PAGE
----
The second half of the duology about the Scottish rebellion covers several years and is considerably better than its predecessor. The evil Order of the Black Swan wants to eliminate the Knights Templar. It has already gained some control over France, England, and the Papacy, and if it can secure certain magical artifacts, the whole world might be within their grasp. But our Templar heroes are determined to thwart them and to ensure that the artifacts are protected in a friendly Scotland ruled by Robert Bruce. Quite long and occasionally slow moving, but generally vry entertaining. 5/1/22

The Temple and the Stone by Katherine Kurtz and Deborah Turner Harris, Aspect, 1998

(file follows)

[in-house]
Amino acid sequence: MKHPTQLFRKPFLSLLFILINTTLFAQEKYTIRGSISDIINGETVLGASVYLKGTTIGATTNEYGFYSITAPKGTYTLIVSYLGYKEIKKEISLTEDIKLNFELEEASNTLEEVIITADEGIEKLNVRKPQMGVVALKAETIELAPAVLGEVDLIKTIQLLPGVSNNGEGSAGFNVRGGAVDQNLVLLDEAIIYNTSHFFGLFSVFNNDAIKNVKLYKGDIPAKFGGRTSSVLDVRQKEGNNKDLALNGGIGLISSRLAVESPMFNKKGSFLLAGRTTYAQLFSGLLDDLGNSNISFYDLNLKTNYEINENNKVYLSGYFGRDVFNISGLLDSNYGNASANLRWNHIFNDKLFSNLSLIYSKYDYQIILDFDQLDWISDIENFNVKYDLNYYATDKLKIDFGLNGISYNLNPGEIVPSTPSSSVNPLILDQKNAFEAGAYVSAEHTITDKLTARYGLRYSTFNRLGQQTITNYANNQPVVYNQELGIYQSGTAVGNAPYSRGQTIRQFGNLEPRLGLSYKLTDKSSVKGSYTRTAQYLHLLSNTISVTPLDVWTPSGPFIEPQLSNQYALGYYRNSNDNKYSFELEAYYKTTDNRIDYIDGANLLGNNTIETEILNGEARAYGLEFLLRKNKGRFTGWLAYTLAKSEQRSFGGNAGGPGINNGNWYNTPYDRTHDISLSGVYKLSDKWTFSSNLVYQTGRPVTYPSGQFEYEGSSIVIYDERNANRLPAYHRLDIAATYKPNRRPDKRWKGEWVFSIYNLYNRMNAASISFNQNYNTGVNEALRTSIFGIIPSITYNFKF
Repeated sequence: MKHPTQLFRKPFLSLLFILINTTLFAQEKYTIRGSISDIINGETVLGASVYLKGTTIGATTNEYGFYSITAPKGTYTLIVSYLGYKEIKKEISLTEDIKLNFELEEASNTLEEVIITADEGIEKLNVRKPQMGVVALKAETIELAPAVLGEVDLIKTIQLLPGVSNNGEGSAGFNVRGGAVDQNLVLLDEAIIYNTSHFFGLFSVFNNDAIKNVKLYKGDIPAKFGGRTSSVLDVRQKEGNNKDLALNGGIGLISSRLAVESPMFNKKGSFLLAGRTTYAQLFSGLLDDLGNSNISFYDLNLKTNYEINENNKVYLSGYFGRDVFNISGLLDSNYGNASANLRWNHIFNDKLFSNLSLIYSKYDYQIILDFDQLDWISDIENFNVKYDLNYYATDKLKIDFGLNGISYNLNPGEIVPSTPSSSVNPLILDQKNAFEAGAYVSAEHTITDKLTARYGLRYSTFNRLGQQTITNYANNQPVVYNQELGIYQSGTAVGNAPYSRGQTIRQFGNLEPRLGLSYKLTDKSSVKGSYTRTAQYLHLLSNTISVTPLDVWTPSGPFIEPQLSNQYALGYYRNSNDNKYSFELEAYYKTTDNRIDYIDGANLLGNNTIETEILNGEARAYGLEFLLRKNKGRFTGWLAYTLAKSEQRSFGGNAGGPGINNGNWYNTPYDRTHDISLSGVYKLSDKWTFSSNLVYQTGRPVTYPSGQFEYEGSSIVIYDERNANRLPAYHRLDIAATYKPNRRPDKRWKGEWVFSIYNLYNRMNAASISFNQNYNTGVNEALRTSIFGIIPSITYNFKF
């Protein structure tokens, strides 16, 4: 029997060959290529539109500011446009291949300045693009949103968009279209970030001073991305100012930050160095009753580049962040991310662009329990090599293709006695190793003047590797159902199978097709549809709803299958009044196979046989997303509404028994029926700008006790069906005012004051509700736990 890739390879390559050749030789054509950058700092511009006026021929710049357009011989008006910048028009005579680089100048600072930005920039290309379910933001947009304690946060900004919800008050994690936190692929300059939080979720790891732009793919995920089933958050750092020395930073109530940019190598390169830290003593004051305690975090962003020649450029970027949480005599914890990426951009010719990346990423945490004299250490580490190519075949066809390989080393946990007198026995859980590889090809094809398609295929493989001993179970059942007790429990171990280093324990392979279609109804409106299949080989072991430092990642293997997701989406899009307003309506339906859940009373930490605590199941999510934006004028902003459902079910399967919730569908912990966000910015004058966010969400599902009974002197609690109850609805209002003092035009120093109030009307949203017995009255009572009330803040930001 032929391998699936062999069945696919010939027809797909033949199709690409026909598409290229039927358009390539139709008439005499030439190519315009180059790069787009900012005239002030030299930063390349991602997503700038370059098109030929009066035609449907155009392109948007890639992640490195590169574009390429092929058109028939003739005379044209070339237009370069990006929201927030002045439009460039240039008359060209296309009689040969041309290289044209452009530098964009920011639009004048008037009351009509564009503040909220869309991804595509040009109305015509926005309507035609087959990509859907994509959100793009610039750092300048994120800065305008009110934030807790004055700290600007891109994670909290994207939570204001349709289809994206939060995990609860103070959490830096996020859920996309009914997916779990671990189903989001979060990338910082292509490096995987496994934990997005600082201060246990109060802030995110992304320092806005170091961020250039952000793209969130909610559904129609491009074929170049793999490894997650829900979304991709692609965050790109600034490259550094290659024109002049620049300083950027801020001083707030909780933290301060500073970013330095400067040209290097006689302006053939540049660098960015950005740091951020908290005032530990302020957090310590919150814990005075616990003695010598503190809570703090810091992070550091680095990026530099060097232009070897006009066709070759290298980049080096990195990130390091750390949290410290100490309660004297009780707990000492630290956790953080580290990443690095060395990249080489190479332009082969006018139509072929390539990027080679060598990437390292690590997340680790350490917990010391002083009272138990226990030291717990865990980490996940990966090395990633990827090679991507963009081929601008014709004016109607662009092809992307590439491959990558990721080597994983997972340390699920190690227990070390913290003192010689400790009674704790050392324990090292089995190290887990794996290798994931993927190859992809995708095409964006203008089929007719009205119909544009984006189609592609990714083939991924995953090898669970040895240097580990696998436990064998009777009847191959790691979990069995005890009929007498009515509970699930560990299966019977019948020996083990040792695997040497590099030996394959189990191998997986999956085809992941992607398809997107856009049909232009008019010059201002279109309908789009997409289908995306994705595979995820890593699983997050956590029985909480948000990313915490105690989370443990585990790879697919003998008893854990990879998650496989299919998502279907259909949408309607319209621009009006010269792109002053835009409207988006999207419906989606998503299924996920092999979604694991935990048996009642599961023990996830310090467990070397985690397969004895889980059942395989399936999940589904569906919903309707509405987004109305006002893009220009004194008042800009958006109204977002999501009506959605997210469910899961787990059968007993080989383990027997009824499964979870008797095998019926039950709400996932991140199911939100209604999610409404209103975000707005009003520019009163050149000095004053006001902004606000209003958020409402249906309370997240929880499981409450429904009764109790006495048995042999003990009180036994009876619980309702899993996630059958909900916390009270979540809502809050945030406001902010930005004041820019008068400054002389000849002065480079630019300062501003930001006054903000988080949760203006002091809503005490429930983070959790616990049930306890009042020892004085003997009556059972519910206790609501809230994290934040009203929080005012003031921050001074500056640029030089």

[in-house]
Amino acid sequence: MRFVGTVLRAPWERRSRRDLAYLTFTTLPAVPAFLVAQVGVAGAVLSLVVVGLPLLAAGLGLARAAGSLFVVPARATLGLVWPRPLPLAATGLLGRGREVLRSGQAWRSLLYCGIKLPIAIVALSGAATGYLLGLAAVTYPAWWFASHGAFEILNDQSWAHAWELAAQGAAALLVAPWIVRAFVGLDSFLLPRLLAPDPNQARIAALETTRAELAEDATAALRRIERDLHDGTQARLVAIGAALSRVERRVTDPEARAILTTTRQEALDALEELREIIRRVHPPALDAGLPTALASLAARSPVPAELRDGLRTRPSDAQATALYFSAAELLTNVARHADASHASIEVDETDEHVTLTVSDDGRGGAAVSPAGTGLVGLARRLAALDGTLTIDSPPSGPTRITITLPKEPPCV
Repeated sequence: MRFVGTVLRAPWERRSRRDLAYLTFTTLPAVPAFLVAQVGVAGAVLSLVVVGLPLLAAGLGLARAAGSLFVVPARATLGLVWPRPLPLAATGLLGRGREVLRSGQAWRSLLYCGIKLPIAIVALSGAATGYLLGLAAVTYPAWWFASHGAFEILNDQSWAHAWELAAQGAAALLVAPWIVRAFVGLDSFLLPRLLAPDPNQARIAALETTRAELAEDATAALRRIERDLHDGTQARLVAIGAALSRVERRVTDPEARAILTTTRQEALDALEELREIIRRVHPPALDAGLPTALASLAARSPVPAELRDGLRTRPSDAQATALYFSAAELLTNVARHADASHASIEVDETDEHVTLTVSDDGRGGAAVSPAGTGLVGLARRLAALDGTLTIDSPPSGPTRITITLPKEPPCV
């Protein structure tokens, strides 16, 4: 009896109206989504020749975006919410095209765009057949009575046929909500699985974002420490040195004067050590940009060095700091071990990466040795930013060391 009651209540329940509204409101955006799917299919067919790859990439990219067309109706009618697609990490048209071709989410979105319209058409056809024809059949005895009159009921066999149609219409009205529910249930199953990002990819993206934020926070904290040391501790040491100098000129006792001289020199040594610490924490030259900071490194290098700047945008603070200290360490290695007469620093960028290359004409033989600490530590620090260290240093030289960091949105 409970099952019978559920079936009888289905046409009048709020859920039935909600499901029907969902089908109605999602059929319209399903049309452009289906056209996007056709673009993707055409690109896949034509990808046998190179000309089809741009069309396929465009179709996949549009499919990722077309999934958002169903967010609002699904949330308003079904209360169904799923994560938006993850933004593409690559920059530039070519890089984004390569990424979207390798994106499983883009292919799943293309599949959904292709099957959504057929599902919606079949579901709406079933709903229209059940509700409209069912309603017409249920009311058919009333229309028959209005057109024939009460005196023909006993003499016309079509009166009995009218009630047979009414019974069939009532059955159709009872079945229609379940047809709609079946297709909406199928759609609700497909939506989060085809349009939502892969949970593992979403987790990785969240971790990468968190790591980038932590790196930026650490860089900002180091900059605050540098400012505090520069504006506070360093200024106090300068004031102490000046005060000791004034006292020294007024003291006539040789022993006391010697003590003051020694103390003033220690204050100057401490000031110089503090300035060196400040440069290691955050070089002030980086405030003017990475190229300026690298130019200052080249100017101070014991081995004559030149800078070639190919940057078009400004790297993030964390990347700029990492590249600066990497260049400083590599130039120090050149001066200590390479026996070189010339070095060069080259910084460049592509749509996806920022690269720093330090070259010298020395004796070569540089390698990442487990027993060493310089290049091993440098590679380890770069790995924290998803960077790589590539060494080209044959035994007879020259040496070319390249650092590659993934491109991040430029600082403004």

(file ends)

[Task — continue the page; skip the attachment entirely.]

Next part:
First half of a duology set in 13th Century Scotland. The Highlander rebellion is the backdrop for this story of the Knights Templar seeking a new headquarters and finding themselves in the middle of a battle involving non-Christian occult entities who were once worshipped by the Picts. A magical stone indicates that the true king of Scotland – caught up in a rebellion after the extinction of the royal line led to English intervention – exists on an occult plane, although he has not been crowned. Nor will he, in the real world, but he will sacrifice himself so that Robert Bruce becomes the heir apparent. The story ends abruptly and is completed in the second volume. 4/26/22

King Kelson’s Bride by Katherine Kurtz, Ace, 2000